I’ve seen a lot of boat shows in my days — produced more than 135 in four states, manned the Discover Boating exhibits in Miami and Tampa, Fla., Cleveland and, next month, in Orlando, Fla. I’ve visited many shows from New York to Los Angeles, Seattle to Houston. Boat shows are energizing, and I’ve never seen one I didn’t like.
They have allowed me to see many good things — and some not so good — that exhibitors do to succeed. With our winter boat show season fired up (Houston reports a good start; Chicago solidly opened on Wednesday; Cleveland, Seattle, New York and more are in the wings), here is an observation that might help as you get ready for what is your single biggest winter sales promotion.
I recall a time when exhibiting meant packing the display with a wide selection of models and ushering customers to a closing booth. Oh, to return to those easy days! Today the transactional marketing of old has been replaced. We now respond to, indeed demand, experiential marketing.
With hundreds of boat show visitors walking by, every exhibitor has just a few seconds to capture their attention. Although they may have been drawn in by products and signs of discounts (transactional marketing) in the past, today’s successful dealers have adapted to selling the experience of boating by purposely designing exhibits that clearly highlight boating’s desirable moments. Only after creating such an atmosphere can product conversations get started.
It’s important, then, to really deck out the boats, and too few dealers do it well. Whether it’s fishing or skiing or cruising, the exhibit should beam out such images through pictures, graphics, videos and signage.
Equally important, lots of trappings, from poles in rod holders to a wine bottle and glasses on a table to children’s toys on a seat are essential to helping visitors envision themselves having such an experience. Even something like a mini-theater playing an applicable “Stories of Discovery” or “Vacation on Demand” video available free from Discover Boating (www.growboating.com) can help visitors see themselves enjoying life afloat.
Today’s most successful exhibit will draw in prospects by the “dream” the exhibit injects long before an examination or conversation turns to any product. In restaurants today it’s all about food presentation. In boat shows today it should be all about lifestyle staging.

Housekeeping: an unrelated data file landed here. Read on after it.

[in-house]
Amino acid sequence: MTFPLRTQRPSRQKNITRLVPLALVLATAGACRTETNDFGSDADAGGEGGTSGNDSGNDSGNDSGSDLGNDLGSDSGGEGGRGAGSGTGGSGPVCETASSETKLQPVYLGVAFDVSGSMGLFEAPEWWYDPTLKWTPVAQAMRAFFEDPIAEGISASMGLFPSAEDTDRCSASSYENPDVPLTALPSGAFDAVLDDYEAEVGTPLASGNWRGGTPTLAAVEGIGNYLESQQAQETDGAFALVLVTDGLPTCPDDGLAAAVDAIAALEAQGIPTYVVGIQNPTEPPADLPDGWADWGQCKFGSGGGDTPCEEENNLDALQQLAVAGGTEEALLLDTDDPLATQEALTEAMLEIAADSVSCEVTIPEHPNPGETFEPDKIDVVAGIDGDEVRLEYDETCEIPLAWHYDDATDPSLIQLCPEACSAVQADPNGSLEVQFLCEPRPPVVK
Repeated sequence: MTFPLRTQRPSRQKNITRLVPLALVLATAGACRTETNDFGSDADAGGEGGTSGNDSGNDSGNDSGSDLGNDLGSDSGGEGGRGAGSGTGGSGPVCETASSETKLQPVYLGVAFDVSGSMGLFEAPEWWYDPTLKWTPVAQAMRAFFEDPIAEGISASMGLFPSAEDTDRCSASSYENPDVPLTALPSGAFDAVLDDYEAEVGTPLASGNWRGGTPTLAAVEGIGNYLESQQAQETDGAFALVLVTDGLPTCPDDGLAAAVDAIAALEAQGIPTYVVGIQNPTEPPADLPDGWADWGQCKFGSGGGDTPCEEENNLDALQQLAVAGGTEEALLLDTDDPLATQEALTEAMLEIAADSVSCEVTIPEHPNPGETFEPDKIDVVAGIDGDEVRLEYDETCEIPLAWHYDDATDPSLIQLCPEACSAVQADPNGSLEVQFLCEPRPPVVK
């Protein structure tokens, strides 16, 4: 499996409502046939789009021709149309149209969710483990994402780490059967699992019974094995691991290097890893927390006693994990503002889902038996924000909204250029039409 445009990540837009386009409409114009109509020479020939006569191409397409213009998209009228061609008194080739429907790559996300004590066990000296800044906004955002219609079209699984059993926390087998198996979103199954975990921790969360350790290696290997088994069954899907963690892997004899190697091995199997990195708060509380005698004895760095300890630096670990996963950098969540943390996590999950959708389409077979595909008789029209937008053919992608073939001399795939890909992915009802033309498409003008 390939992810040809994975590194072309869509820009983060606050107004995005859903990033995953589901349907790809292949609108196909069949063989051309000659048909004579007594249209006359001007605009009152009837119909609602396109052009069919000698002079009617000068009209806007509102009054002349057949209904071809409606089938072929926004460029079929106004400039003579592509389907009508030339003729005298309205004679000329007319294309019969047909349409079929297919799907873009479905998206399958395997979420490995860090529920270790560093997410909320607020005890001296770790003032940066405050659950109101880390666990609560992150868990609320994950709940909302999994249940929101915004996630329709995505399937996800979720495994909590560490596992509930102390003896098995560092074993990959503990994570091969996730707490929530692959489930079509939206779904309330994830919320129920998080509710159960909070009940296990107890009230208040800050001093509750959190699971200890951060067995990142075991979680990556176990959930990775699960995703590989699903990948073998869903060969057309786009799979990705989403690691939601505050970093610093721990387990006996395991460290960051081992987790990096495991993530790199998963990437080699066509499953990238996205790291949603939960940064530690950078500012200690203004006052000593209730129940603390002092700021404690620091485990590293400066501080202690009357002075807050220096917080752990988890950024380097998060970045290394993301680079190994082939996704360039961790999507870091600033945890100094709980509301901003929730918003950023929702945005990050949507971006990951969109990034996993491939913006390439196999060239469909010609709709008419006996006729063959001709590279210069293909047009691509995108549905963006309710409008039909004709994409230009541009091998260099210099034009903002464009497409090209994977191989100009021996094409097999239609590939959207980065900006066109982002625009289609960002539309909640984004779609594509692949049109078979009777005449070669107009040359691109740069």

Of course, it all means visitors must have good access and feel at ease about walking in. If they don’t come in, your team loses. I often see boat exhibits with one entrance. Either the boats have been jammed in, leaving little easy access, or there’s a belief that registering visitors before providing access is good business.
Both are questionable. Poor access walls out many visitors. Giving out information, i.e., registering, makes many people uneasy these days, so they’ll just walk on by.
Lastly, the people best suited to talk about the boating lifestyle may not be the sales team. Rather, the most qualified people to talk about the boating experience are boat owners who live it.
So consider inviting some of your best and most enthusiastic customers to be part of your exhibit. These volunteer ambassadors can share firsthand experiences, talking about how their family goes boating, places they like to go or things they enjoy doing. And they can answer typical questions as one boater to another, which could be particularly helpful to a potential first-time boat buyer.
Today there’s no question that marketers know storytelling is the way to reach people. Witness the video craze. Therefore at shows, and every day in the showroom, first sharing stories of how boating has improved life for specific customers and then talking about a boat that has been an integral part of that story is the way to lead prospective buyers to understanding the family benefits of our lifestyle.